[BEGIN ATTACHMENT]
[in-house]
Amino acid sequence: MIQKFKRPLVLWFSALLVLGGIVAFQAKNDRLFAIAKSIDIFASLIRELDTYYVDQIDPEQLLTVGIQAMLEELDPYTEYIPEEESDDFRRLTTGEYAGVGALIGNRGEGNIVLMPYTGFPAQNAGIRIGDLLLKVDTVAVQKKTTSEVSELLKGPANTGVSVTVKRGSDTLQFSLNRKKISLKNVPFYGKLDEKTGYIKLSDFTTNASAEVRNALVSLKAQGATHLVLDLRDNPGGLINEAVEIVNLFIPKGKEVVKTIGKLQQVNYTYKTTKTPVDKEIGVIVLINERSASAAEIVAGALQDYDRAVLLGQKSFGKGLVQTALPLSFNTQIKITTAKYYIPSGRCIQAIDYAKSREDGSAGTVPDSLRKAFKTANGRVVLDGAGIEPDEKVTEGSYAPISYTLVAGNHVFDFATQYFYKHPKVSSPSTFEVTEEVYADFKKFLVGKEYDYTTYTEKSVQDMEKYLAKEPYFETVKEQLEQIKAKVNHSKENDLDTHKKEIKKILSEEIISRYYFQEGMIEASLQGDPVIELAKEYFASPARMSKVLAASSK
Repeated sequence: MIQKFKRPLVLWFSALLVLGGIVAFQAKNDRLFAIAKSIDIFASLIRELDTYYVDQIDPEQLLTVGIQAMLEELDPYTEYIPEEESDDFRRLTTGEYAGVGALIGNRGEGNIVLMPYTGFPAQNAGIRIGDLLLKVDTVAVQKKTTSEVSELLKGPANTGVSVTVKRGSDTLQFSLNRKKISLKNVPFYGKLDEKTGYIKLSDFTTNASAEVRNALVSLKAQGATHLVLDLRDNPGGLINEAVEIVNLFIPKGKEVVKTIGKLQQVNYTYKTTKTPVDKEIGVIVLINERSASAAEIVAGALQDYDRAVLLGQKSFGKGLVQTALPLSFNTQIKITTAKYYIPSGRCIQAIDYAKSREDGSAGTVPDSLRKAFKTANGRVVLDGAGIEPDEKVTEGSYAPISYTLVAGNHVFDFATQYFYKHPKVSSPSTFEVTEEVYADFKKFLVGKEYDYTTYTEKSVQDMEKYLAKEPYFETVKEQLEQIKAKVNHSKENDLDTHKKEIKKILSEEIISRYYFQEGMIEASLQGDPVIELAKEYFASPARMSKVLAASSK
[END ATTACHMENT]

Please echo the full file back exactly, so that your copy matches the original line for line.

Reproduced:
[in-house]
Amino acid sequence: MIQKFKRPLVLWFSALLVLGGIVAFQAKNDRLFAIAKSIDIFASLIRELDTYYVDQIDPEQLLTVGIQAMLEELDPYTEYIPEEESDDFRRLTTGEYAGVGALIGNRGEGNIVLMPYTGFPAQNAGIRIGDLLLKVDTVAVQKKTTSEVSELLKGPANTGVSVTVKRGSDTLQFSLNRKKISLKNVPFYGKLDEKTGYIKLSDFTTNASAEVRNALVSLKAQGATHLVLDLRDNPGGLINEAVEIVNLFIPKGKEVVKTIGKLQQVNYTYKTTKTPVDKEIGVIVLINERSASAAEIVAGALQDYDRAVLLGQKSFGKGLVQTALPLSFNTQIKITTAKYYIPSGRCIQAIDYAKSREDGSAGTVPDSLRKAFKTANGRVVLDGAGIEPDEKVTEGSYAPISYTLVAGNHVFDFATQYFYKHPKVSSPSTFEVTEEVYADFKKFLVGKEYDYTTYTEKSVQDMEKYLAKEPYFETVKEQLEQIKAKVNHSKENDLDTHKKEIKKILSEEIISRYYFQEGMIEASLQGDPVIELAKEYFASPARMSKVLAASSK
Repeated sequence: MIQKFKRPLVLWFSALLVLGGIVAFQAKNDRLFAIAKSIDIFASLIRELDTYYVDQIDPEQLLTVGIQAMLEELDPYTEYIPEEESDDFRRLTTGEYAGVGALIGNRGEGNIVLMPYTGFPAQNAGIRIGDLLLKVDTVAVQKKTTSEVSELLKGPANTGVSVTVKRGSDTLQFSLNRKKISLKNVPFYGKLDEKTGYIKLSDFTTNASAEVRNALVSLKAQGATHLVLDLRDNPGGLINEAVEIVNLFIPKGKEVVKTIGKLQQVNYTYKTTKTPVDKEIGVIVLINERSASAAEIVAGALQDYDRAVLLGQKSFGKGLVQTALPLSFNTQIKITTAKYYIPSGRCIQAIDYAKSREDGSAGTVPDSLRKAFKTANGRVVLDGAGIEPDEKVTEGSYAPISYTLVAGNHVFDFATQYFYKHPKVSSPSTFEVTEEVYADFKKFLVGKEYDYTTYTEKSVQDMEKYLAKEPYFETVKEQLEQIKAKVNHSKENDLDTHKKEIKKILSEEIISRYYFQEGMIEASLQGDPVIELAKEYFASPARMSKVLAASSK